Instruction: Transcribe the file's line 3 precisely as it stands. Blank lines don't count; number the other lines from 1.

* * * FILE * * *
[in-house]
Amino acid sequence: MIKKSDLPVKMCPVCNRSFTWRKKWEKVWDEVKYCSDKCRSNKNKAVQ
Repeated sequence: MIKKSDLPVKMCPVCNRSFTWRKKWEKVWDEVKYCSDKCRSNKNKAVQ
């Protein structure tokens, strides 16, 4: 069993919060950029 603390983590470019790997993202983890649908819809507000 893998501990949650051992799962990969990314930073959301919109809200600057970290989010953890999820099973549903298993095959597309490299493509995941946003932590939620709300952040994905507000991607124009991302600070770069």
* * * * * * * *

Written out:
Repeated sequence: MIKKSDLPVKMCPVCNRSFTWRKKWEKVWDEVKYCSDKCRSNKNKAVQ